Why Was a Restraining Order Even Entered in this Case?
We hate to make this personal. However, you might want to consider this scenario. You and your wife have a blowout fight. She throws a glass figurine at you, and you wind up needing stitches just above your eyebrow. It’s not the first time she’s assaulted you, and you’re fearful that it will happen again. You’re shocked when the court imposes a restraining order – and names you as a defendant!
First, rest assured. The court finds that you have sufficiently met the proofs for protection under the Prevention of Domestic Violence Act (PDVA). The judge puts a no-contact order in place against your wife. And yes, you are rightfully named as the victim.
In the meantime, your wife decides to place the blame on you. She claims you threatened her. Upon review of the evidence, the judge acknowledges that your wife has failed to prove her allegations. So, why in the world would the judge mandate an FRO (final restraining order) against you if your darling bride lost her case?
The answer to this question actually lies in a precedential case decided by the New Jersey Superior Court in 1997. Learn what you need to know about family court judges and equitable proofs.
Equitable Proofs and Restraining Orders
As noted, the New Jersey Appellate Division decided P.J.G. v. P.S.S. over twenty years ago. The names of the parties are represented by initials in order to protect their identities. It is unclear from the decision whether the parties were married, dating, or in another relationship as described in NJSA 2C:25-19. There were cross-complaints filed by each of the parties.
The court’s decision does not contain the written opinion in the matter filed by P.S.S. against P.J.G. From all appearances, that case resulted in the issuance of a final restraining order “prohibiting P.J.G. from engaging in future acts of domestic violence against P.S.S. and restraining contact or communication.”
When the lower court reviewed P.J.G.’s claims of assaultive behavior, it did not find that the acts rose to the level of domestic violence. Essentially they were termed of insufficient consequence. Nevertheless, the judge signed “a final restraining order…prohibiting P.S.S. from engaging in future acts of domestic violence, barring her from two locations including P.J.G.’s place of employment, and enjoining her from harassing communication with P.J.G. or from “stalking, following, or threatening to harm, to stalk or to follow” him.”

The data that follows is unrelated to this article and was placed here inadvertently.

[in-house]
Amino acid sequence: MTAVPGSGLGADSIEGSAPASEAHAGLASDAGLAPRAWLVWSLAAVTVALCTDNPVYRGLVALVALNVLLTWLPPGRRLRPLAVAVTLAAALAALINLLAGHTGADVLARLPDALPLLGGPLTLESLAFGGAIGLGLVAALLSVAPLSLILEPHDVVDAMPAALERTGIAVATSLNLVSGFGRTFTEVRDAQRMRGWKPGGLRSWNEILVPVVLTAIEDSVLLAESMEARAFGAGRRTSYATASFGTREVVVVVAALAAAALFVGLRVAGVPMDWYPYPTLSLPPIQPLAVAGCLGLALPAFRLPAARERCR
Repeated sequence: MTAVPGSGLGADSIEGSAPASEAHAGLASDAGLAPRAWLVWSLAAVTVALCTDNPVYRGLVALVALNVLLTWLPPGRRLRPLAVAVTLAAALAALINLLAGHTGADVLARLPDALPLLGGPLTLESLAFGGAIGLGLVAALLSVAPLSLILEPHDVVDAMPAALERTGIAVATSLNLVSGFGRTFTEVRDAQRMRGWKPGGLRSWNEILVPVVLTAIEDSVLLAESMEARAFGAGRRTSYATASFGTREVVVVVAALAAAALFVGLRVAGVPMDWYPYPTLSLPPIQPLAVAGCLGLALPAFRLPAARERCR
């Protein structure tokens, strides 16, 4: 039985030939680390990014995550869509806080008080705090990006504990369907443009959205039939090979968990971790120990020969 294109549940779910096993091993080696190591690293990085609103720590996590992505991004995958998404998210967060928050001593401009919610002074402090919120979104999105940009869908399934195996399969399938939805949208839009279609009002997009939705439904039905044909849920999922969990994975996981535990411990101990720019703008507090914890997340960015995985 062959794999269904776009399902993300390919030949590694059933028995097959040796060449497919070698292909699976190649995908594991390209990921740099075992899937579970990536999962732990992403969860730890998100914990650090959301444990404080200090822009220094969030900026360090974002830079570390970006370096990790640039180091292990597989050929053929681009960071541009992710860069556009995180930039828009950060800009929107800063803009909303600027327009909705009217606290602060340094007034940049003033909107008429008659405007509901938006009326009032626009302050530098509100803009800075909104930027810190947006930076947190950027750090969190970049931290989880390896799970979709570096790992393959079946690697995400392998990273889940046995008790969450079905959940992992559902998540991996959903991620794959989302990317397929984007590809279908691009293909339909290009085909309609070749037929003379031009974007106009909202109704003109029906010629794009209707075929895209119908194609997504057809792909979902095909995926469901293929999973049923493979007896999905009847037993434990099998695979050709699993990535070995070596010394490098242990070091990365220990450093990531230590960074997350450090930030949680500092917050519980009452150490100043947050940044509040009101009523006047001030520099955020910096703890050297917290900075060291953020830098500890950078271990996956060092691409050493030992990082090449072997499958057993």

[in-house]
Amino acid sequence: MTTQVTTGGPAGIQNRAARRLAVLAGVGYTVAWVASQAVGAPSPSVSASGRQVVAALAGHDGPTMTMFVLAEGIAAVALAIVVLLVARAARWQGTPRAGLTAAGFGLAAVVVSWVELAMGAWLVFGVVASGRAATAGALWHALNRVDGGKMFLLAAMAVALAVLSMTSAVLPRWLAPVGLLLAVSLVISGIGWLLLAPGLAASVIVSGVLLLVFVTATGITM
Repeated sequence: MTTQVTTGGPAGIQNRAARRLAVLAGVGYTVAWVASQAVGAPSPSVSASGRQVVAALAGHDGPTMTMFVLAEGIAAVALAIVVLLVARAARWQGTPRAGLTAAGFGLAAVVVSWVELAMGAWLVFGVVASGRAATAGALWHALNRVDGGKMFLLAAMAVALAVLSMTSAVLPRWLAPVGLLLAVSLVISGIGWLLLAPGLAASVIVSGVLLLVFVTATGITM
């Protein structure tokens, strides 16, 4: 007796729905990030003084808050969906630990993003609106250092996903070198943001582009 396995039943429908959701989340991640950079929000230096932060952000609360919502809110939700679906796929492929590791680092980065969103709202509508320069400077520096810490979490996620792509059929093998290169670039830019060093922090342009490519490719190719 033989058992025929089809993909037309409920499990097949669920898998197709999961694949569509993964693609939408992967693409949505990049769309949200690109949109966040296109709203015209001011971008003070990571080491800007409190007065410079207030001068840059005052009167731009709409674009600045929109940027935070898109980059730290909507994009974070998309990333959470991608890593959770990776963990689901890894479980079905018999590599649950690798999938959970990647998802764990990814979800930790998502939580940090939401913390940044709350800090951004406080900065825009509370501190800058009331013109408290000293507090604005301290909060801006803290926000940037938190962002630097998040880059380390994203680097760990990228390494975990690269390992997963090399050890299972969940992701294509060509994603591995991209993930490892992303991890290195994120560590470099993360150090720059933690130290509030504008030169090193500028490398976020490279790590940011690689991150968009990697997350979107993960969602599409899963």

P.S.S. appealed the entry of the FRO. According to the applicable law, a restraining order cannot be entered unless there is proof of an act of domestic violence – or an admission of one from the defendant. Since this was not the case in P.J.G. v. P.S.S., the court found ordered the restraining order in that case vacated.
That said, the New Jersey Appellate Division admitted that the family court judge did have equitable powers. This is described as “the statutory authority as well as the inherent power to direct any party in the matter to take action that reasonably serves the purposes of the Act or the court’s own jurisdictional needs.”
What does that mean exactly? The court could mandate the no-contact order as part of the companion case to avoid further problems going forward.
Domestic violence is a serious matter and often has both civil and criminal ramifications. Contact the Law Offices of Anthony Carbone to see how we can assist you in defending claims against you – or pursuing a domestic violence complaint. We have the advantage of experience in both family and criminal law proceedings.